Prologue

Life begins at the end of your comfort zone. S...

Life begins at the end of your comfort zone. So if you’re feeling uncomfortable right now, know that the change taking place in your life is a beginning, not an ending. (Photo credit: deeplifequotes)

On the corner of Main and Country Club is a coffee shop that gives away chocolate covered coffee beans. Across the street is a mechanics ship and a Taco Bell. At the diagonal corner holds an empty lot. Cars stream through, the endless procession of green and red lights mimicked by strangers passing each other inside the lines of a cross walk. The inviting look of downtown opens to the east, lined with trees, sculptures and people walking, window shopping.  The west holds the promise of another warm evening as the sun slips lower into the desert horizon.

Lost in the thoughts of the day, past, the future and more specifically the structures of relationships. The cold steel bar depicting a bus stop supports the hunched figure. Dressed in appropriate attire for the common desert rat she lets a cloud of smoke go just as a motorcycle roars through the yellow light.  The thought comes quickly, intruding on the doubt and fears of her last lover, the last relationship and the damn world seeming to crumble beneath her. The fear of letting go, the pain of holding on, the last words she said all faded as the rumbling of the engine ricocheted through her body.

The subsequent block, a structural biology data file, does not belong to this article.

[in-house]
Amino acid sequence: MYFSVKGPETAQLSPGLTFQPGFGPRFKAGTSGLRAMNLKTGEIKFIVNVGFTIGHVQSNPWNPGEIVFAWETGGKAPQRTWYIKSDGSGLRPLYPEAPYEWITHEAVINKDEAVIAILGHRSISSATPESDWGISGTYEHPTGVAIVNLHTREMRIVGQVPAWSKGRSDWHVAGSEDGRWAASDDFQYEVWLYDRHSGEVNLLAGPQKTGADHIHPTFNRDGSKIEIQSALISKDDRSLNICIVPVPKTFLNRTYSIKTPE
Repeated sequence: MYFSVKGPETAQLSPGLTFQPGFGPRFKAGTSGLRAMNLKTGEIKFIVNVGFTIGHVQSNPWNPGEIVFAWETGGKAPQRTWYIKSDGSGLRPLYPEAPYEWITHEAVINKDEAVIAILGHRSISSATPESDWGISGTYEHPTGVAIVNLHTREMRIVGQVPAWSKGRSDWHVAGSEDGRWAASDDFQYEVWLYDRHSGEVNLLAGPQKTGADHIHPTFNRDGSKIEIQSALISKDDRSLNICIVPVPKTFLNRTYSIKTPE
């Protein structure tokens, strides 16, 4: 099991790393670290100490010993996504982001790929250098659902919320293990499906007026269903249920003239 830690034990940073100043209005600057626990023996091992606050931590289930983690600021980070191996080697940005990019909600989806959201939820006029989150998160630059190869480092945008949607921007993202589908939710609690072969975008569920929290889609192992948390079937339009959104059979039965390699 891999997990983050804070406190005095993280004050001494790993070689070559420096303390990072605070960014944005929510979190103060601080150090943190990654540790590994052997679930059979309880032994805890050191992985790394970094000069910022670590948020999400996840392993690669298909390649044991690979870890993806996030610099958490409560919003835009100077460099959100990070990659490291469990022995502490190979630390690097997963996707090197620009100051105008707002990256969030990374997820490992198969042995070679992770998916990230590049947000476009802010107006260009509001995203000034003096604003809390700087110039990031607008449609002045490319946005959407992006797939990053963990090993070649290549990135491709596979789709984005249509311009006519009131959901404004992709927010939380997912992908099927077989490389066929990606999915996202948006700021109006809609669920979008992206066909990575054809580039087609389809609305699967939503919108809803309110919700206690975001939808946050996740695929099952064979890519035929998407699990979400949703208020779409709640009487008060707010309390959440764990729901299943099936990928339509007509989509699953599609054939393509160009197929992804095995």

Licht“A gift, really.” she mused out loud. Another conversation with no one. Her friends often questioned her sanity until they realized that talking out loud was how she spoke to God. Then they really called her crazy. Normal often is defined by what others do, in a majority. If a person followed the majority then they considered themselves normal. The problem Sarah had with normal was it never fit into her idea of healthy, sane and reality. After years of hearing her mother say she marched to the beat of a different drum, Sarah came to accept that it was indeed true. Afterall anything else just sounded nuts.

The laugh started low, from the depths of her belly and bellowed outward in a jovial way. Her athletic frame lifted and shook vigorously as laughed at herself.

“Normal…” she said through chuckling. “Yeah, I am about as normal as lesbian republican who doesn’t agree with the right to marry homosexuals.” This made her laugh harder. “Really what group do I fit into if every group I partly identify with is against every other part of who I am?” she asked no one in particular. Even God laughed at this one as she heard the voice echo through her head.

“Why do you have to fit into a group?”  The thought gave her pause as she considered what it implied.

“Now, that explains quite a bit. Not to mention it opens a whole other can of questions, God. Seriously?”

Silence, Sarah looked back toward the sunset now emanating red and purple hues. She asked herself why fitting in meant so much to her hoping for some clarity and partly dreading the answer. In the moment she stopped wondering as the colors melted together before her eyes.  In that quiet peace of the view her whole body relaxed. A calmness rolled through her and she heard her answer.emotions of hell